Barre workouts get leg up on fitness trends after decade at gym

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No longer just for ballet dancers, barre workouts are increasingly becoming popular as classes blend strength training, cardio and flexibility.

It's an on going challenge in the fitness industry, consistently keeping up with trending workouts.

"You have to stay in trend if you're a fitness studio. You have to stay on the mark, giving clients what they want," said Kelsey Patel, owner of Pure Barre Beverly Hills.

Patel says while barre classes remain hot, this decade year old workout needed a leg up. So, Pure Barre created Pure Barre platform, a new workout, adding cardio to the mix.

"We are really looking to build endurance, build strength, build your cardiovascular and to get your metabolism working, changing and shifting," Patel explained.

"There's so many variances. So each class brings their own nuance to it. We're not just going to stay at the barre. We're going to come away from the barre do some athletic drills," said creator of The Booty Barre, Tracey Mallet.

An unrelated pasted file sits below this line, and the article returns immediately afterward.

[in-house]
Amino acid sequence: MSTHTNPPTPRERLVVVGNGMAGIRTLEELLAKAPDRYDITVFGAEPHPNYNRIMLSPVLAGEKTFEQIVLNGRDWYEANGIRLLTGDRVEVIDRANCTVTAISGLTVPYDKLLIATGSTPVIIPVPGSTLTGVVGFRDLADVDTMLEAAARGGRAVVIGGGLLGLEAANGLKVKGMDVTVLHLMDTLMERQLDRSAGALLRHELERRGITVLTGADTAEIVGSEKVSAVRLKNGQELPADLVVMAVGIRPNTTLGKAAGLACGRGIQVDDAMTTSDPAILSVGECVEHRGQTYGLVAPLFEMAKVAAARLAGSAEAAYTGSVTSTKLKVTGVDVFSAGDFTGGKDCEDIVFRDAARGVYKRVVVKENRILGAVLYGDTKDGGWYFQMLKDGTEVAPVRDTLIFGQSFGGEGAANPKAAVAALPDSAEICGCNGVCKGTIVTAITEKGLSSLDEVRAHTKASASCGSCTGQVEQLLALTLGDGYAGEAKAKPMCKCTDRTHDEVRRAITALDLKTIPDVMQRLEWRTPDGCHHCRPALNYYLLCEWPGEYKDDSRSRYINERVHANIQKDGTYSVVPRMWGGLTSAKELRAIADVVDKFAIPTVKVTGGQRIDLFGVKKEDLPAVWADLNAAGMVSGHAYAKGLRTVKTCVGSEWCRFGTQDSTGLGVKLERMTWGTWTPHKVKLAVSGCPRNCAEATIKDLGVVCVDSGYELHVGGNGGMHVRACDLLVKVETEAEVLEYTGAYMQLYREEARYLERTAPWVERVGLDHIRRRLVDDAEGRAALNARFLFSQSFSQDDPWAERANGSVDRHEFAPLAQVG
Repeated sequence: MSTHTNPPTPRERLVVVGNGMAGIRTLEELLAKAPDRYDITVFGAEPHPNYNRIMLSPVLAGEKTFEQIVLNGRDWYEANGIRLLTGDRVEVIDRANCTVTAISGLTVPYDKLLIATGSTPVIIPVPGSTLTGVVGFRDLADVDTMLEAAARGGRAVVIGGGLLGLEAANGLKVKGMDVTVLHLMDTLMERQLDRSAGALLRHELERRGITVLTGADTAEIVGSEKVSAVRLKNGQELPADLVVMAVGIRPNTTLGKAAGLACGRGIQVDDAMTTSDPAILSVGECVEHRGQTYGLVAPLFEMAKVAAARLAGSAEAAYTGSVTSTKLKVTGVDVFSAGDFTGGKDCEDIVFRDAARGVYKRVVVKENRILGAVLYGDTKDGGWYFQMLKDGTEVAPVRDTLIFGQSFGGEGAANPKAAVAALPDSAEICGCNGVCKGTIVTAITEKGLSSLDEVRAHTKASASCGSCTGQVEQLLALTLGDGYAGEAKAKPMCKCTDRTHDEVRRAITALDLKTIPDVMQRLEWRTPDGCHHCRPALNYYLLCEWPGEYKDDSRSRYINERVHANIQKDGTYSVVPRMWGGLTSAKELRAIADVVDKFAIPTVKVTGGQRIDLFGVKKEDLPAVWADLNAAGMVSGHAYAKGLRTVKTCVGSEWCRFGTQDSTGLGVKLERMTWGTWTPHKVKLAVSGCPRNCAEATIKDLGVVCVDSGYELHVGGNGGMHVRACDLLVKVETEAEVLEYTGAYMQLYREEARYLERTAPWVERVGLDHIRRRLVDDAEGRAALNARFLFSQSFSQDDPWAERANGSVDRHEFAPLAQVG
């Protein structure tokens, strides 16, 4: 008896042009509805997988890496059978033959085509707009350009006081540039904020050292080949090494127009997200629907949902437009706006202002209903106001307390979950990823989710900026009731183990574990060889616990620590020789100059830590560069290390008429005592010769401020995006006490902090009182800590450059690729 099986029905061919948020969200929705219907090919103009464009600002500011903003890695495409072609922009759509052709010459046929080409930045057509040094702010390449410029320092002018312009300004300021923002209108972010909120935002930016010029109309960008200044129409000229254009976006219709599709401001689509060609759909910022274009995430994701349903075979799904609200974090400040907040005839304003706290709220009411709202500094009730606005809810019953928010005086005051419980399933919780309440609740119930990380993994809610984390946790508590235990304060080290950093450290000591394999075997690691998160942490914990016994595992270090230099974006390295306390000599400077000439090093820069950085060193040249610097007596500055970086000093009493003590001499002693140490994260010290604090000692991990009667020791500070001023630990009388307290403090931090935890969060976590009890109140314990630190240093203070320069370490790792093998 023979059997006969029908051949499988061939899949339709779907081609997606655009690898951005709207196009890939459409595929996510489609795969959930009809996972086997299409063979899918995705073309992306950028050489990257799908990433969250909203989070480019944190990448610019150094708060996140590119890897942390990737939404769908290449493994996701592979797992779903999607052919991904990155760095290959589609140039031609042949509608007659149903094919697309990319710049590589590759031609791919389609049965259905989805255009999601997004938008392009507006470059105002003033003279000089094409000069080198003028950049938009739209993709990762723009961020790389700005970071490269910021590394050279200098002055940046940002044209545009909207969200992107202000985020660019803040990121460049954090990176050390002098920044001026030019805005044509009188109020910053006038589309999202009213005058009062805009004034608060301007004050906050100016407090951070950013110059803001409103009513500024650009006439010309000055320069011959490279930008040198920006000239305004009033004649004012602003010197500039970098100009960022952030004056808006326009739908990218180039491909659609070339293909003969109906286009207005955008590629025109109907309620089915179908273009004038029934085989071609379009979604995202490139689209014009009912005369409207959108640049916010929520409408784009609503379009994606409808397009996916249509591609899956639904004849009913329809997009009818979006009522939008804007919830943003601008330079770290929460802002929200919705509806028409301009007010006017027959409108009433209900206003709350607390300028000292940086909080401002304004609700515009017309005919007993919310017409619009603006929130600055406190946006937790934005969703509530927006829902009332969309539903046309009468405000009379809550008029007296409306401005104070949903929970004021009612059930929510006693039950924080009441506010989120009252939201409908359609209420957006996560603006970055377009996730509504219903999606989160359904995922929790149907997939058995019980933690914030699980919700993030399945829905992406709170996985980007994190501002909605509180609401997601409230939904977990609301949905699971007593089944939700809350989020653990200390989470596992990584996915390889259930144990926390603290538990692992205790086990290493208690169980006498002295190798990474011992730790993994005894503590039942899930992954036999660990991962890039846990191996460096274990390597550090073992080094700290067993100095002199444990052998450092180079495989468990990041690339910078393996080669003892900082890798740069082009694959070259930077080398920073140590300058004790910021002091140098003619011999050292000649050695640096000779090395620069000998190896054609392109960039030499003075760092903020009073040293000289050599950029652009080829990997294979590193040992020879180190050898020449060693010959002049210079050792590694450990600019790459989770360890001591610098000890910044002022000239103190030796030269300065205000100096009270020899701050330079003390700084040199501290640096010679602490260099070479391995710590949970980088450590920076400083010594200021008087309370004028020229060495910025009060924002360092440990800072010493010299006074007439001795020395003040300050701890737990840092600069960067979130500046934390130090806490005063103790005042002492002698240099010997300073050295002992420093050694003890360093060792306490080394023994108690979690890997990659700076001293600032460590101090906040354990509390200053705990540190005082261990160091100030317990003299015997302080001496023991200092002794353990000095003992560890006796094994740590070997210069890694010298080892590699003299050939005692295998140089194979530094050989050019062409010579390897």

Since the start, Mallet's Booty Barre has used cardio intervals. But now, she's added bands and sliders, too.

Her concept is so popular that 24 Hour Fitness has added her program to select locations and they're hoping to expand it to all.

And at Crunch Fitness they've got Barre Boot Camp.

"It's not just, 'Hey, we're at the barre doing plies.' We're incorporating a lot of upper body stabilization in the warm ups and intervals," said Crunch instructor Deb Praver.

Praver says the yoga warm up, light weight interval and body bar section keeps muscles lengthened while strengthened.

"It's not all about brawn men. You need flexibility. As I get older, flexibility becomes more important," said Michael Anderson, an instructor that teaches a hard core battle ropes class.

All of the instructors said while they want people in their courses, classes average around $25, so if it's too pricey they recommended trying to do it at home.

"Anything you can put your hand on. The back of a couch, the back of a chair, and when you get stronger you don't even need the bar," reminded Paver.
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